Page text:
These carbonaceous raw materials are treated with a mineral acid, such as hydrochloric acid or nitric acid, but preferably sulfuric acid, to improve the ion exchange value of the carbonaceous material. The action of the mineral acid on the carbonaceous material is quite complex and little understood, however, it is known that an insoluble material, having ion exchange and cation extracting properties, is produced. When sulfuric acid is employed, the action of the acid can be supplemented or enhanced by the presence of any convenient oxidizing agent, such as perchlorates, chromates, peroxides, permanganates, arsenates, nitrates and ferric salts. The use of the oxidizing agents with the sulfuric acid is known, and it is not to be confused with my treatment of the acidtreated carbonaceous material with iron or manganese salts after the carbonaceous material has been activated with a mineral acid. When a ferric salt is present in the sulfuric acid for treatment of the carbonaceous material, the iron does not enter into the zeolite, and a zeolite, containing ions replaceable by sodium or calcium, is formed. However, in my process the iron or manganese enters into the zeolite to produce a zeolitic material containing no ions replaceable by sodium or calcium.
In my process, after the carbonaceous material has been activated with sulfuric acid, it is washed with distilled water until it is free of sulfate ions.
The carbonaceous material is then reacted with an aqueous solution of a salt, preferably a chloride salt, of iron or manganese. During this treatment the iron or manganese replaces the replaceable ions in the carbonaceous material, and an iron or manganese carbonaceous zeolite is produced. This iron or manganese zeolite is ready for use for the recovery of silver or other heavy metals from sea water.
In actual use for the recovery of silver from sea water the iron or manganese zeolite is contacted with the sea water in any suitable manner. In the experimental work that I conducted I suspended a porous crucible containing an iron carbonaceous zeolite in sea water, and silver therein replaced iron in the zeolite. However, in a commercial process it would be necessary to conduct the operation on a larger scale. The process can be economically carried out on a larger scale by employing the iron or manganese zeolite in a bed in a filter tank or a series of filter tanks. The sea water is then pumped to the tank or tanks and permitted to filter through the bed of a zeolite. Subsequently, the thus-treated sea water is returned to its source, preferably at a point reasonably distant from the point from which it was withdrawn for passage to the filter tank or tanks. Since sea water contains microorganisms and other suspended matter, the sea water is preferably filtered for their removal through a bed of a finely divided inert material, such as sand. This inert material may be employed in a filter tank separate from the filter tanks containing the zeolite and through which the sea water is passed prior to passage through the zeolite. Alternatively, the filter tanks containing the zeolite may be provided with a bed of inert material arranged in a manner that the sea water passes through the inert material prior to passage through the zeolite.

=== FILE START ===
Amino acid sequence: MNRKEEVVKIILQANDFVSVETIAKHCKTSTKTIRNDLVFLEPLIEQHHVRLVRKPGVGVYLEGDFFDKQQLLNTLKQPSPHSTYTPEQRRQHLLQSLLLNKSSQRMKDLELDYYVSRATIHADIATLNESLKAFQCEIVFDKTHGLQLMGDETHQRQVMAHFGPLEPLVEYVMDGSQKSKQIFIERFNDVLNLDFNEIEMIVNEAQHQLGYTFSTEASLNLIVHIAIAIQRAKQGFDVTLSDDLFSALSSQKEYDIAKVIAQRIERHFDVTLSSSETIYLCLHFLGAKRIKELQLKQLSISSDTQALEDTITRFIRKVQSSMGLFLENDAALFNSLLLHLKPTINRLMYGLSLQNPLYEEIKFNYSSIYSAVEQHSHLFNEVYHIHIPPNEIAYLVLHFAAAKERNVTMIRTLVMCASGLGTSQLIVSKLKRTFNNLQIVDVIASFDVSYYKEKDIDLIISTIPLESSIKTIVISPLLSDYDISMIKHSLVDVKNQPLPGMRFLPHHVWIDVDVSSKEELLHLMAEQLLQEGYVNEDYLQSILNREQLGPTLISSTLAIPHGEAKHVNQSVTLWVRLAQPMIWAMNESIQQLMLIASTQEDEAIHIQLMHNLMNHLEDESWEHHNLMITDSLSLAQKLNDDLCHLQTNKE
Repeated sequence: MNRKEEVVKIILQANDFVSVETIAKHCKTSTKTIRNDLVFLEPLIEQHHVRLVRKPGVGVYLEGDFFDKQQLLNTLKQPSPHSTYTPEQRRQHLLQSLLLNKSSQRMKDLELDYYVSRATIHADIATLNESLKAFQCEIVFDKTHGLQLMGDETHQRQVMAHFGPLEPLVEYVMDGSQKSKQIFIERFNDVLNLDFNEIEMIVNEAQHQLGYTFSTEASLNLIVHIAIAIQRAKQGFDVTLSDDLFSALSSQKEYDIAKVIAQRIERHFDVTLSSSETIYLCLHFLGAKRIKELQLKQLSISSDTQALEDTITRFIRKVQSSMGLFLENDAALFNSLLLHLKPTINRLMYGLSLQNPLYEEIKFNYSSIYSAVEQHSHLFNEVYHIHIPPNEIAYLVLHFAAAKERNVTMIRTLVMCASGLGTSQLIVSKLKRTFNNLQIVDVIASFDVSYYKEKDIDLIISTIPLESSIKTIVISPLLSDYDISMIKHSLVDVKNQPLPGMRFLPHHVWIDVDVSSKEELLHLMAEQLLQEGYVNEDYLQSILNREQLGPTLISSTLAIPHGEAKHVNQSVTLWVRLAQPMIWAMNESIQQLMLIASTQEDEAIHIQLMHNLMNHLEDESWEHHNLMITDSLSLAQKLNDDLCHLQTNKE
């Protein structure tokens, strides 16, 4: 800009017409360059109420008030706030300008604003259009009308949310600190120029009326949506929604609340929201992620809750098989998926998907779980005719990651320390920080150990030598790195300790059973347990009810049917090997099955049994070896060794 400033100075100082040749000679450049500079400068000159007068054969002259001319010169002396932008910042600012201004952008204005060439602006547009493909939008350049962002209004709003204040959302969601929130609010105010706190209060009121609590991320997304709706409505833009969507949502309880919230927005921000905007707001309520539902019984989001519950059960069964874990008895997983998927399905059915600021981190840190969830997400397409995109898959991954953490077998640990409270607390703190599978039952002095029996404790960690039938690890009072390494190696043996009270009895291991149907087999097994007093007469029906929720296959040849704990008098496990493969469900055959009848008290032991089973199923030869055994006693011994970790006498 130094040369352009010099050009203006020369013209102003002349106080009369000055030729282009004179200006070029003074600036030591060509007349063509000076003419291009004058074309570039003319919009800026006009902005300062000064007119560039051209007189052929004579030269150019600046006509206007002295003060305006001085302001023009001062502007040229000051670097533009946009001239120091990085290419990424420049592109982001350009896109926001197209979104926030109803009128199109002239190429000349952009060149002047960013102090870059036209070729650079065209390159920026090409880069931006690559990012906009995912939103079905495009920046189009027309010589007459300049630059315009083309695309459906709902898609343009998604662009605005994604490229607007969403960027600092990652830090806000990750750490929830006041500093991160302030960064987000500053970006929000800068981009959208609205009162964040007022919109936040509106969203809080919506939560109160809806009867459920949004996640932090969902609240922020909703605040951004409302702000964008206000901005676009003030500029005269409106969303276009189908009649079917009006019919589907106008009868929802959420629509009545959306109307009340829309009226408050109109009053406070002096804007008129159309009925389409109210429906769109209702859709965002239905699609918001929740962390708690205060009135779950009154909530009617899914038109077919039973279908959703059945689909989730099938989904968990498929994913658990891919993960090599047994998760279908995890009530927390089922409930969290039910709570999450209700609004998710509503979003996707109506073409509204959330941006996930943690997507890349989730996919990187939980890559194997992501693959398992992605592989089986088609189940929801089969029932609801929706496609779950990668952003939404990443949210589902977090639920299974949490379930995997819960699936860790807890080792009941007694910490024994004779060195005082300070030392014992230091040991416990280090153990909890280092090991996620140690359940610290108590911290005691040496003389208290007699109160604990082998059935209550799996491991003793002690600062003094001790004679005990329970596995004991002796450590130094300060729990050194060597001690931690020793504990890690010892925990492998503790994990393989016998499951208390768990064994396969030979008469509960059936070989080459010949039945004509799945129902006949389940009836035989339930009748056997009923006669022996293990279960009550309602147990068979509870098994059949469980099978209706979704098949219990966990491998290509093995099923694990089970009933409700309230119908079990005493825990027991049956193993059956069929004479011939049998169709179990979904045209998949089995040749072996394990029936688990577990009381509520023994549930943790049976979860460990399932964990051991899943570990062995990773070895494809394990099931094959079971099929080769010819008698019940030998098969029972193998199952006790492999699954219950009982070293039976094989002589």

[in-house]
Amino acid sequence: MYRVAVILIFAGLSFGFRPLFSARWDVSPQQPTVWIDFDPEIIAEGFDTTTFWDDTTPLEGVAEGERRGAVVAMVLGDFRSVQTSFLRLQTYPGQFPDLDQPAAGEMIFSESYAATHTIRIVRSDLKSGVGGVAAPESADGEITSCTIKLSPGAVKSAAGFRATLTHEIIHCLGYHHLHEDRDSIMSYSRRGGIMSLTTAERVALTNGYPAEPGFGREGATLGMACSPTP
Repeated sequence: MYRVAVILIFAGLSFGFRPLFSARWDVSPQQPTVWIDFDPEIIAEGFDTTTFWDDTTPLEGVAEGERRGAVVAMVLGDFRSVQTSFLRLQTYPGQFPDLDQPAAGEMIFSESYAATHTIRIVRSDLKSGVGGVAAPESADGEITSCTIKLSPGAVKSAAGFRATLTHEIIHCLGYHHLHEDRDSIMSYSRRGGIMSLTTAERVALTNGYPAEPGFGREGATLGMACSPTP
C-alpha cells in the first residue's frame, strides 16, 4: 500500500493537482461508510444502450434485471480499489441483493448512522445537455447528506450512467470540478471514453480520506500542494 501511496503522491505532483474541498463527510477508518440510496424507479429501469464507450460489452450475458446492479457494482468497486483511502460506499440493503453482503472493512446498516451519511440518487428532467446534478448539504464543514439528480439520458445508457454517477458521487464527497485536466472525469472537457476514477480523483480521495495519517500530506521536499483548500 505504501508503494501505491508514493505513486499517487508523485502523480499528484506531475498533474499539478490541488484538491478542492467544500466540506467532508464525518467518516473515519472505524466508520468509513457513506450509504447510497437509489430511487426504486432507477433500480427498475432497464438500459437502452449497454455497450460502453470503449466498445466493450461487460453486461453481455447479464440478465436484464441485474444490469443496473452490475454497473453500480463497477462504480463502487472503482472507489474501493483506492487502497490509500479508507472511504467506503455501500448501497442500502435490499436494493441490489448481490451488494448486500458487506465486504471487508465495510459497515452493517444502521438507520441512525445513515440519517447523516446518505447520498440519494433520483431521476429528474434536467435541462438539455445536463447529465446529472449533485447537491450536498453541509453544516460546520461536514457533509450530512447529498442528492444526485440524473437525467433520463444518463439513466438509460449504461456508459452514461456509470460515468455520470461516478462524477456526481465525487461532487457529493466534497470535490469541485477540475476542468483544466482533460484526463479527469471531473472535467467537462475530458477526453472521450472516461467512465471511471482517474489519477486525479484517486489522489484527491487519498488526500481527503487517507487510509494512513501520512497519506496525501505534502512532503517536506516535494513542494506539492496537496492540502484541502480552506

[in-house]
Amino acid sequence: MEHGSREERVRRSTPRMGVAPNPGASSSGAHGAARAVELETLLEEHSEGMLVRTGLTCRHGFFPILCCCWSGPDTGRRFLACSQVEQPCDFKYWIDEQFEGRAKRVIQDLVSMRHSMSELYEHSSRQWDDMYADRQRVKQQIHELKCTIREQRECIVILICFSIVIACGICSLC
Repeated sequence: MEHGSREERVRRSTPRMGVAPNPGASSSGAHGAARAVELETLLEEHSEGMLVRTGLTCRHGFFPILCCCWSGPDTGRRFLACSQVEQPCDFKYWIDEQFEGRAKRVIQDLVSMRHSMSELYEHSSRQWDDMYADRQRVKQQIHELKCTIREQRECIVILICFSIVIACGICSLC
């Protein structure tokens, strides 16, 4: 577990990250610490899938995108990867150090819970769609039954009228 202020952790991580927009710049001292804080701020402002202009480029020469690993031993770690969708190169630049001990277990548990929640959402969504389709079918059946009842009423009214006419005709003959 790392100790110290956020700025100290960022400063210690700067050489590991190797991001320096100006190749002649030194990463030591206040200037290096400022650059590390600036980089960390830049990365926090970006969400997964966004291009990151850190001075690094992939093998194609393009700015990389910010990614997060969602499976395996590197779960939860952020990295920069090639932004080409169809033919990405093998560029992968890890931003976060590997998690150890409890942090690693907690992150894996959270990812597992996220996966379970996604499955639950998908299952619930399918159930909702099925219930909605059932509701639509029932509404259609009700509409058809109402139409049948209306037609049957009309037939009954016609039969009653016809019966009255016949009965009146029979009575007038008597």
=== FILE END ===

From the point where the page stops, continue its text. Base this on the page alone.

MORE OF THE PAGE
After silver and other heavy metals have replaced a substantial amount of the iron or manganese in the zeolite, the flow of sea water through the zeolite is halted, and the zeolite is then treat-- ed for recovery of the silver and other heavy metals. One method for effecting such recovery involves passing a mineral acid, such as nitric acid, into contact with the zeolite. Hydrogen ions from the acid replace the ions of silver and other heavy metals in the zeolite, and the metallic ions in the acid can be separated therefrom by deposition on one of the electrodes in an electrolytic process. The zeolite containing replaceable hydrogen ions is then treated with an iron or manganese salt, and it is again ready for use in, my process as described hereinabove.